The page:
It is of a special honour to me to have been one of the few students and field collector working under Erna Benette in FAO-IBPGR 1975-78. She was then my first boss durng the early years at FAO-IBPGR when she taught me the strategies and tactics of plant expolration and collecting. But in fact my relationship with her goes back earlier to 1974-75 when she lectured to the MSC course PGR course in Birmingham univ. UK where I was a student. I like many other fellow students were magnitized by her charm, carisma and sceintific and technical knowledge of the PGR subject matter. Her direct field experience as a collector in many countries like Afghanistan stand out as one of the best lessons of exploration and collecting for students of PGR copnservation. I can write so many thinngs about Erna but suffice it here to say she was a great woman leader and PGR pioneer who has been subjected to the worst politically motivated attacks and incredible personalised defamation capmaign, none of her those who attcaked her strenuously will ever reach her height as a leader and science pioneer in PGR and in particular as a plant germpalsm collector.

    I am proud to have been her student and will always hold her dear to my mind and heart.

    George ayad

  20. Susan (Suzy) Saint permalink
    June 20, 2010 5:51 pm

    I worked for Erna in FAO and know her well. I’m away at the moment but will contact you again when I return to Rome at the end of June.
    Regards, Susan

    • June 21, 2010 7:11 am

      Dear Susan, many thanks for getting in touch. Yes, please do follow up when you return to Rome. I am also based in Rome, at least for the next 6 months or so and I would be interested in talking to you about Erna and your experiences and memories. Look forward to hearing from you. Danny

  21. Susan permalink
    July 4, 2010 4:05 pm

    Dear Danny,

    I’m not sure if my message was sent so am repeating it.

    Erna’s in Scotland at the moment and her health is not good.
    Perhaps you could contact me by email so I can bring you up-to-date?


    • Roger Croston permalink
      November 16, 2011 2:55 pm

      Dear Susan,
      Any news on Erna?
      I worked with her in Rome in 1980-81.
      I would like to say hello.
      Roger Croston

      • November 21, 2011 11:41 am

        Hi Roger,
        Thanks for getting in touch and revitalising this thread. Not sure if Susan is following the blog any longer but will try to get hold of her and find out. In the meantime, it would be great if you could add a few lines about what work you were doing with Erna during 1980-81.
        Best wishes,

  22. July 5, 2010 7:43 am

    Dear Susan, many thanks for getting in touch, again. Yes indeed, I will contact you directly by email. Sorry to hear that Erna is doing poorly.
    Best wishes, Danny

  23. Marion Lyons permalink
    September 2, 2010 2:26 am

    Would love to hear how dear Earnas is doing. Her state of health. Where she is.

  24. Roy Denton permalink
    September 24, 2010 4:25 am

    Sorry to learn of Erna’s poor health. Once met, never forgotten! Don’t get her started on the exploitation of Irish resources (minerals, peat) by the English. I was on the end of her tirades a few times when I was with IBPGR at FAO HQ in Rome in the late 1970s and 1980s. What a firebrand … ouch! Fond memories nevertheless and a true pioneer of biodiversity conservation. I agree she needs more recognition.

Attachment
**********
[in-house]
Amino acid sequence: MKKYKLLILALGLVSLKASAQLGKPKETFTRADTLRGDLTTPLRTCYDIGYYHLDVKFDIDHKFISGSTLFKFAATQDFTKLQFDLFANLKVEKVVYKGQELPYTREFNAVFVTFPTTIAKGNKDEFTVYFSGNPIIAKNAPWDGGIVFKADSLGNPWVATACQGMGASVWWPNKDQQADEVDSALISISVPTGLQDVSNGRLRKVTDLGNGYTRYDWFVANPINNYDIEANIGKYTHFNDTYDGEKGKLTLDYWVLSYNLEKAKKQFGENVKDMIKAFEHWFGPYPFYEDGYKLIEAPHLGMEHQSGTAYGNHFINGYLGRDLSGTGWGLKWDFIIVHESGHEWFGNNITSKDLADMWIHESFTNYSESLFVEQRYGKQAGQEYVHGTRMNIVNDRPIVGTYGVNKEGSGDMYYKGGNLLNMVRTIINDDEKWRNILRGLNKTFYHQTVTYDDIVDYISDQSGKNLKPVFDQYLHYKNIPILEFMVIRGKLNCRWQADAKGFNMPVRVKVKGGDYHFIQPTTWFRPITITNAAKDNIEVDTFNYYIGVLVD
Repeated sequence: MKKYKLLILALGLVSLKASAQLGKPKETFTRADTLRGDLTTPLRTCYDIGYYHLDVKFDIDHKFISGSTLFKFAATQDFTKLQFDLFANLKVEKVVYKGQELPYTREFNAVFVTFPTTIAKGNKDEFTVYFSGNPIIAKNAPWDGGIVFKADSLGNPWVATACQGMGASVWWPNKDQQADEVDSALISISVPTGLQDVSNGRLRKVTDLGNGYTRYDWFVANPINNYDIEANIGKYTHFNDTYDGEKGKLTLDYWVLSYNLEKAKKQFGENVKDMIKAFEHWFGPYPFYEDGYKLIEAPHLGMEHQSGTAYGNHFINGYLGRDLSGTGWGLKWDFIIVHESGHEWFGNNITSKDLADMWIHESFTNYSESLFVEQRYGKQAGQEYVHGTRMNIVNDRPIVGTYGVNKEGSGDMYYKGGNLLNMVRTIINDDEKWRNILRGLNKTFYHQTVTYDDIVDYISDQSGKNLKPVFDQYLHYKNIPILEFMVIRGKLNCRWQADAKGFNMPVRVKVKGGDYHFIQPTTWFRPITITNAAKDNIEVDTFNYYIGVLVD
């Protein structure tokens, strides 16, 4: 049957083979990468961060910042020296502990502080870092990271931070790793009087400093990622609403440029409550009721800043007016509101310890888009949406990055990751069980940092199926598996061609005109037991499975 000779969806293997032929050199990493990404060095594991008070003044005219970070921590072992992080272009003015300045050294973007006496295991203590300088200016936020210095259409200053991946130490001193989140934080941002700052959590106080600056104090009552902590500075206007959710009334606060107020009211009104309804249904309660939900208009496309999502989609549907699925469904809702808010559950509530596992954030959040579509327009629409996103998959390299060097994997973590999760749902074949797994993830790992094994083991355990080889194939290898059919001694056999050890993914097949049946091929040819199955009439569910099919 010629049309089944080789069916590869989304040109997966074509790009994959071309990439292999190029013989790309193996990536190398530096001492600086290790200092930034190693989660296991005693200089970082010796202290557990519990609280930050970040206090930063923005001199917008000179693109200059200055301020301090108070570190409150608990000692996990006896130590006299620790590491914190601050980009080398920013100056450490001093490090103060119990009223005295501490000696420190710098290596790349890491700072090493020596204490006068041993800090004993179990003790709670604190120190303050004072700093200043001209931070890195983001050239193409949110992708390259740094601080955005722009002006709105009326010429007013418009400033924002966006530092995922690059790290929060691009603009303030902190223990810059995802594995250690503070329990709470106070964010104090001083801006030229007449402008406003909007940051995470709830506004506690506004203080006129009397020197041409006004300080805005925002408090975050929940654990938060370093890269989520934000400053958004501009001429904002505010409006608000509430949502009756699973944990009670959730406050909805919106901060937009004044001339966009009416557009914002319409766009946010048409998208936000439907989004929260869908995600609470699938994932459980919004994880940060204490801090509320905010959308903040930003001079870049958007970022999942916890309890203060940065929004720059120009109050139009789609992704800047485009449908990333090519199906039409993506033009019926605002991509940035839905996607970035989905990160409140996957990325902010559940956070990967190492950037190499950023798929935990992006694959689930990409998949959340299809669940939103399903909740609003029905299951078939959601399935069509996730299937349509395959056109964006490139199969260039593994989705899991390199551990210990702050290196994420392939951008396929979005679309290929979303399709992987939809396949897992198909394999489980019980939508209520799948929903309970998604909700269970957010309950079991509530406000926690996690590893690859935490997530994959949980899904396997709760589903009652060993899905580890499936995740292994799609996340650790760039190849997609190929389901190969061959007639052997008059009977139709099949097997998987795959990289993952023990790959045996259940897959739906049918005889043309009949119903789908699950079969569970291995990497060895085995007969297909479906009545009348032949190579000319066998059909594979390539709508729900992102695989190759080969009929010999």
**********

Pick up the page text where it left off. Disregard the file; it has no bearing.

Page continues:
25. Susan permalink
    November 21, 2011 12:16 pm

    Hi Roger,
    I remember you in the 80’s in FAO. How are you and where are you now?
    Erna’s still in Scotland and in very poor health.

    • Roger Croston permalink
      November 21, 2011 12:20 pm

      As in Suzy Saint-Rossi?

  26. Susan permalink
    November 21, 2011 4:23 pm


  27. January 24, 2012 7:40 pm

    I was saddened by news, sent form a friend, of the passing away of Dr. Erna Bennett. I first met Erna personally in 1976 when she came to Portugal to present the Mediterranean Program of the International Board of Plant Genetic Resources (IBPGR) and a proposal of collaboration to collect seeds for the Gene Bank. One month earlier I had completed and sent to my Director a report on that same issue, what I considered important and to be done. After her presentation of the Program, I showed her that report. Erna was delighted and in total agreement, suggesting that we could immediately plan collecting missions for 1977. IBPGR would send a jeep and two persons trained in that type of work, and pay for some of the expenses, such as per diem, fuel, bags for the seeds, etc. and Portugal should provide two or three more persons and all the necessary infrastructures. The collected samples should be divided into two halves, one for IBPGR in Rome, and the other for the Gene Bank in the Department of Genetics (of which I was Chairman), at the National Agricultural Research Station, in Oeiras.

    As these conditions were within my reach and competence, we immediately planned two missions, using a map of Portugal, and for two species I considered more urgent: maize (Zea mays) and rye (Secale cereale). The reason for that choice was the existence of a very rich variability, suffering intense genetic erosion. Portuguese maize varieties were being replaced by foreign hybrids and rye for a reduction of cultivated area. The two missions were carried out and a large number of samples were collected. That was the beginning of a very successful program which lasted several years, a second year also using the same system, and after that on our own, with some financial help from IBPGR.

    Erna and I had another common interest besides genetic resources: flying planes and gliders. When we traveled by train to the North of Portugal, half of our conversation was on genetic resources the other half on planes and gliders.

    Miguel Mota